Top circuit walks

Thursday 17 December, 2020

There's nothing better than a circuit walk taking in great scenery and interesting natural and cultural landmarks. For a taste of Victoria's best, check out this selection on your next getaway.

Near Melbourne

Cumberland Walk, Yarra Ranges National Park – 4km, 1.5 hours

Starting from the Cambarville Picnic Area this easy to medium walk takes you past the Big Tree – the tallest known living tree in Victoria – the spectacular cascading Cora Lynn Falls and Cumberland Falls. As you walk among the tallest flowering trees in the world, you'll also see sweeping views down towards Warburton, and visit the Big Culvert, a beautiful moss-covered granite arch that runs beneath Woods Point Road. On your return, wander through the remains of the logging town of Cambarville and learn more about life here in the town's heyday.

Summit Circuit Walk, Arthurs Seat State Park – 1.8km, 1 hour

Enjoy spectacular views across Port Phillip Bay on this short walk suitable for most visitors. The track guides visitors to major interest points including the Seawinds Gardens, Matthew Flinders Cairn, William Ricketts sculptures, lookouts and the Seawinds Nursery Volunteers Indigenous Garden. On a clear day you can see all the way to the city skyline and Mount Macedon.

In Regional Victoria

Lake Surprise Crater Rim Walk at Budj Bim National Park – 2.6km, 2 hours

As the name suggests, this lake is a little surprise. The Crater Rim Walk is around Lake Surprise high up along the crater rim providing great views. It’s the perfect place to enjoy the scenery and learn more about the geology of the area and how Aboriginal people lived here

A young woman leading a man on a walk through Budj Bim National Park

Quinns Island Loop Walk, Cobram Regional Park – 2km, 40 minutes

Quinns Island is a waterbird haven formed by a bend in the Murray River that has been cut off by Scotts Creek. Enjoy this walk around the island – which is accessible to pedestrians only – to see the birdlife and learn about Aboriginal culture. A number of Aboriginal artefacts such as scar trees, flint tool and middens, have been found on the island.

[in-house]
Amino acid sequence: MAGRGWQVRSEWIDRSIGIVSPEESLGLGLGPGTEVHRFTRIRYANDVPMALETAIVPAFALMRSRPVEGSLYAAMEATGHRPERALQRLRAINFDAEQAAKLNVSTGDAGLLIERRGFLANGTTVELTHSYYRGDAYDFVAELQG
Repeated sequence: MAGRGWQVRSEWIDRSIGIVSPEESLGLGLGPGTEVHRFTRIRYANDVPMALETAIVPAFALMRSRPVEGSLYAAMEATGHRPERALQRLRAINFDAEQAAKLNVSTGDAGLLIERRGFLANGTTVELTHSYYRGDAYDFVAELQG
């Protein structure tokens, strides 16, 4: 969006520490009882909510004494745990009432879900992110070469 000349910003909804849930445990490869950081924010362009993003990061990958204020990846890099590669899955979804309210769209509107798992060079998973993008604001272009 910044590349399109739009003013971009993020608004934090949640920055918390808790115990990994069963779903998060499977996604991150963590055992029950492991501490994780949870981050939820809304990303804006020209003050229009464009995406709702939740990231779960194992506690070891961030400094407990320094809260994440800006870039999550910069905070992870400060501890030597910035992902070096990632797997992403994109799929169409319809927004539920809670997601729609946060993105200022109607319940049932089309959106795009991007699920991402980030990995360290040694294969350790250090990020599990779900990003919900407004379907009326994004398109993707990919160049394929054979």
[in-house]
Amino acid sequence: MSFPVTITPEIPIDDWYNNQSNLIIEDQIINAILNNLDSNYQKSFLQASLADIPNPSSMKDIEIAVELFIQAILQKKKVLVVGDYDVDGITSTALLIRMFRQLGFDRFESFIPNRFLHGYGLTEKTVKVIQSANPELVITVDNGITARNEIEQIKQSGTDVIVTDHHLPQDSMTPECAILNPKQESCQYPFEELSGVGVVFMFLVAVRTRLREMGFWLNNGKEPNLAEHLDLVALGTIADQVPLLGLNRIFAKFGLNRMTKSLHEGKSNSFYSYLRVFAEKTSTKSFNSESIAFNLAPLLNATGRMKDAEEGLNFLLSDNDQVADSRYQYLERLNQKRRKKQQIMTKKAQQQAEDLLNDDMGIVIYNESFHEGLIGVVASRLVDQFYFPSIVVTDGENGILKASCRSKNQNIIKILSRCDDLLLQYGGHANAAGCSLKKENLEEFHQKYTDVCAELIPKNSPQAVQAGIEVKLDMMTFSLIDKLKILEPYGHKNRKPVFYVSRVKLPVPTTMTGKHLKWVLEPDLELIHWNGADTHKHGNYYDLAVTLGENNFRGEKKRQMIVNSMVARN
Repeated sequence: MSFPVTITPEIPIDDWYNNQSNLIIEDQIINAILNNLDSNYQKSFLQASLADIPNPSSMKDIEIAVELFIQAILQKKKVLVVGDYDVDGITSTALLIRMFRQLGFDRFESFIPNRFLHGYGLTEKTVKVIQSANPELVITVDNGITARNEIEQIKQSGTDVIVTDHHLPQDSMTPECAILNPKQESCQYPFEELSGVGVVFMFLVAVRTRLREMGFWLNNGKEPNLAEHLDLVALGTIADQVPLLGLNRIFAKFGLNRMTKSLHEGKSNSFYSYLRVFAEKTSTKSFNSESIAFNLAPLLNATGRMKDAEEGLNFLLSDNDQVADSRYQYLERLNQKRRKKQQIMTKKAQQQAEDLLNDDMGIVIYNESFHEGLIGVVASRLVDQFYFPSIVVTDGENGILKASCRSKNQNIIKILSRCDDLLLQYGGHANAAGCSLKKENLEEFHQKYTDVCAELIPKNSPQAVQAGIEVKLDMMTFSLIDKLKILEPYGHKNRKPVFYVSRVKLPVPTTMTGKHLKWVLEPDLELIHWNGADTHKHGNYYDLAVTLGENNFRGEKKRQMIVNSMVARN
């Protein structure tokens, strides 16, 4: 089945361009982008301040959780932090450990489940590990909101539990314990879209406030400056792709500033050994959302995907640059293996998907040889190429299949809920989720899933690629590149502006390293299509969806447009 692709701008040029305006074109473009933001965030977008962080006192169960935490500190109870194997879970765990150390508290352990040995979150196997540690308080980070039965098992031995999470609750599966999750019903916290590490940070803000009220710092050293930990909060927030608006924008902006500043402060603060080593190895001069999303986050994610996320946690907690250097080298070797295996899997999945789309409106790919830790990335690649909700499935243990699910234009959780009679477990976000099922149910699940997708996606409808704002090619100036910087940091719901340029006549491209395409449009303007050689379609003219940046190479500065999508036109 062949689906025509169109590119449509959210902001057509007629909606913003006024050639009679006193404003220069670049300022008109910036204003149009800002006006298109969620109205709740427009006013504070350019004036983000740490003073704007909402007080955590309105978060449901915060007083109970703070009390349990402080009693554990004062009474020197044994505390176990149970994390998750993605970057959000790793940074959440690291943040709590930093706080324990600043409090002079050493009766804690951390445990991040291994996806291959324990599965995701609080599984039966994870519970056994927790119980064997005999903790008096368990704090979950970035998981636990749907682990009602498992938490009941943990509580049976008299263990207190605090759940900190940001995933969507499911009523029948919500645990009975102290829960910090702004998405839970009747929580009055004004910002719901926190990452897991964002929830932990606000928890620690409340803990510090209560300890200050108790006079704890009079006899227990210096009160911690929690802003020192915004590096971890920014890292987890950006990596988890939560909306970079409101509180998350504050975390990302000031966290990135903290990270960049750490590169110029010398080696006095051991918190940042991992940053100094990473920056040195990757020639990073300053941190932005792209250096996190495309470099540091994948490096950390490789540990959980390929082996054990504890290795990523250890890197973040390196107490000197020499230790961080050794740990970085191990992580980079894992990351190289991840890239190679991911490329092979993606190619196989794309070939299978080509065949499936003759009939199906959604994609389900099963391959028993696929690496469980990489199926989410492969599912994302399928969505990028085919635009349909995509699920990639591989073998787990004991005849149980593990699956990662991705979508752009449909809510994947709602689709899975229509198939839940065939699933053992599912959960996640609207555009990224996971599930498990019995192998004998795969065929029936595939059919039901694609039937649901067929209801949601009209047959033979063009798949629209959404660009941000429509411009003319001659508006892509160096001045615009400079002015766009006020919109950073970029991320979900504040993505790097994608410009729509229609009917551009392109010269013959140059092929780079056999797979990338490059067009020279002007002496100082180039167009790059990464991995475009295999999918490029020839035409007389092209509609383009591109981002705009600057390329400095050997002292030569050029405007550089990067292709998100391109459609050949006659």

Wallace to Cope Heritage Trail, Bogong High Plains, Alpine National Park – 6km, 2.5 hours

This scenic and relatively flat walk starts at Wallaces Hut, built in 1889 and thought to be the oldest cattlemen’s hut on the high plains. Walk along an old aqueduct, pass a scout chalet and Cope Hut, built in 1929 by the Ski Club of Victoria, then loop back through a heath filled valley. The camera is a must to capture the charm of these old huts, alpine wildflowers and the stunning views of the alps stretching into the distance.

McLoughlins and Ninety Mile Beach Walk – 1km, 30 minutes

At McLoughlins Beach you can stroll through wetlands, the estuary and sand dunes while keeping an eye out for wildlife like ducks and kangaroos. Once you’ve had your fill of the iconic Australian coastal vegetation, loop around via the footbridge to explore a remote and wild stretch of Ninety Mile Beach and marvel at the vast beautiful views.

Mount St Gwinear Track, Baw Baw National Park;– 6km, 3 hours return 

The walk to the summit of Mount St Gwinear winds through heathland and Snow Gum forest. The magnificent views, stretching across the valleys of the Thomson and Aberfeldy Rivers and into the Victorian Alps, are a perfect reward.

Bird Hide Loop Walk, Kings Billabong Park – 3.5km, 1 hour

Bordered by a wide stretch of the Murray River just minutes from Mildura, Kings Billabong Park is an ideal place to discover local river wetlands, nature and history. The park is home to majestic River Red Gums and a fantastic variety of birdlife. This easy 3.5km walk, ideal for the whole family, is a great way to take in the sights of the billabong. You can view an abundance of waterbirds living on the largest part of the Billabong from the bird hide.

Maits Rest, Great Otway National Park – 800m, 20 minutes

Learn more about the animals and plants that live in this ancient rainforest by taking a gentle walk suitable for everyone. Lush ferns and towering trees provide visitors with a cool shady escape. Following a recent $2.5 million investment, wide raised boardwalks, large platforms and seating along the walk allow people to absorb nature and reflect in this beautiful place. The new raised walkway not only improves the experience but also better protects the forest ecosystem. 

Check out our walking page for more great walks.

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